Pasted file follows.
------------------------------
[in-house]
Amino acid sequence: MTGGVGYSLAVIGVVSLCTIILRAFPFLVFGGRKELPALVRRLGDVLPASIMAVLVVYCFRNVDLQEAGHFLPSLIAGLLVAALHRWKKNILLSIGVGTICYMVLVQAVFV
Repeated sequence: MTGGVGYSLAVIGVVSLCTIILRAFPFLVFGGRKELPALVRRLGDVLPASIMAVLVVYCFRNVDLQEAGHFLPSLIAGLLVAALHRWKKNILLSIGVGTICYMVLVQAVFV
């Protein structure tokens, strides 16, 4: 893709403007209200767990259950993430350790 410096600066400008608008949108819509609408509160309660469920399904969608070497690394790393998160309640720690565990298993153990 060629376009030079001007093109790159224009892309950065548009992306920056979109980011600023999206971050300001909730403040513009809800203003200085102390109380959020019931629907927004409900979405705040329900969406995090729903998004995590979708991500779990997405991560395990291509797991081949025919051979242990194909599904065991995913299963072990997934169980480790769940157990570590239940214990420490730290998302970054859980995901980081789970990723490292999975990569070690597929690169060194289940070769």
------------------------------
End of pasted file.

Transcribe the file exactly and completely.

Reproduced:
[in-house]
Amino acid sequence: MTGGVGYSLAVIGVVSLCTIILRAFPFLVFGGRKELPALVRRLGDVLPASIMAVLVVYCFRNVDLQEAGHFLPSLIAGLLVAALHRWKKNILLSIGVGTICYMVLVQAVFV
Repeated sequence: MTGGVGYSLAVIGVVSLCTIILRAFPFLVFGGRKELPALVRRLGDVLPASIMAVLVVYCFRNVDLQEAGHFLPSLIAGLLVAALHRWKKNILLSIGVGTICYMVLVQAVFV
């Protein structure tokens, strides 16, 4: 893709403007209200767990259950993430350790 410096600066400008608008949108819509609408509160309660469920399904969608070497690394790393998160309640720690565990298993153990 060629376009030079001007093109790159224009892309950065548009992306920056979109980011600023999206971050300001909730403040513009809800203003200085102390109380959020019931629907927004409900979405705040329900969406995090729903998004995590979708991500779990997405991560395990291509797991081949025919051979242990194909599904065991995913299963072990997934169980480790769940157990570590239940214990420490730290998302970054859980995901980081789970990723490292999975990569070690597929690169060194289940070769």